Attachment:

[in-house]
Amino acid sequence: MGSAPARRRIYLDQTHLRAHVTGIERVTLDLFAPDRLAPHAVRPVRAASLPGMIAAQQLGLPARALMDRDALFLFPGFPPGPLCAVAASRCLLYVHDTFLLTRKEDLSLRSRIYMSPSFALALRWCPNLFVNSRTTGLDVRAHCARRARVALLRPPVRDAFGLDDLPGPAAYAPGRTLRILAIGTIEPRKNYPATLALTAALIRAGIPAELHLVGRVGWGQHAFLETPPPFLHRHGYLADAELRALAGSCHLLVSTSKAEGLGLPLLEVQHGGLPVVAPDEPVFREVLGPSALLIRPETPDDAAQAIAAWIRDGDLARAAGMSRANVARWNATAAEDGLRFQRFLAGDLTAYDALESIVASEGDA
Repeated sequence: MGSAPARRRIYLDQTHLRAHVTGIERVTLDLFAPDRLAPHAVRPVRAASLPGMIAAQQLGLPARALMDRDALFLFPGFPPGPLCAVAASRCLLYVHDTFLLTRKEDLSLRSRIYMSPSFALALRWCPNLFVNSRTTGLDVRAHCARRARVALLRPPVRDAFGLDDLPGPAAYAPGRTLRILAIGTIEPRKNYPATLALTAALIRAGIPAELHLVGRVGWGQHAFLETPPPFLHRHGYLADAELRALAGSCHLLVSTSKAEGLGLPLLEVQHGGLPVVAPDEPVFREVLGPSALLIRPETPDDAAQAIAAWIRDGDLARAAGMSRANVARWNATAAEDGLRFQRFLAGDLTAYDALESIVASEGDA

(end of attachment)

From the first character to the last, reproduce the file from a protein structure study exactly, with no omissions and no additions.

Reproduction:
[in-house]
Amino acid sequence: MGSAPARRRIYLDQTHLRAHVTGIERVTLDLFAPDRLAPHAVRPVRAASLPGMIAAQQLGLPARALMDRDALFLFPGFPPGPLCAVAASRCLLYVHDTFLLTRKEDLSLRSRIYMSPSFALALRWCPNLFVNSRTTGLDVRAHCARRARVALLRPPVRDAFGLDDLPGPAAYAPGRTLRILAIGTIEPRKNYPATLALTAALIRAGIPAELHLVGRVGWGQHAFLETPPPFLHRHGYLADAELRALAGSCHLLVSTSKAEGLGLPLLEVQHGGLPVVAPDEPVFREVLGPSALLIRPETPDDAAQAIAAWIRDGDLARAAGMSRANVARWNATAAEDGLRFQRFLAGDLTAYDALESIVASEGDA
Repeated sequence: MGSAPARRRIYLDQTHLRAHVTGIERVTLDLFAPDRLAPHAVRPVRAASLPGMIAAQQLGLPARALMDRDALFLFPGFPPGPLCAVAASRCLLYVHDTFLLTRKEDLSLRSRIYMSPSFALALRWCPNLFVNSRTTGLDVRAHCARRARVALLRPPVRDAFGLDDLPGPAAYAPGRTLRILAIGTIEPRKNYPATLALTAALIRAGIPAELHLVGRVGWGQHAFLETPPPFLHRHGYLADAELRALAGSCHLLVSTSKAEGLGLPLLEVQHGGLPVVAPDEPVFREVLGPSALLIRPETPDDAAQAIAAWIRDGDLARAAGMSRANVARWNATAAEDGLRFQRFLAGDLTAYDALESIVASEGDA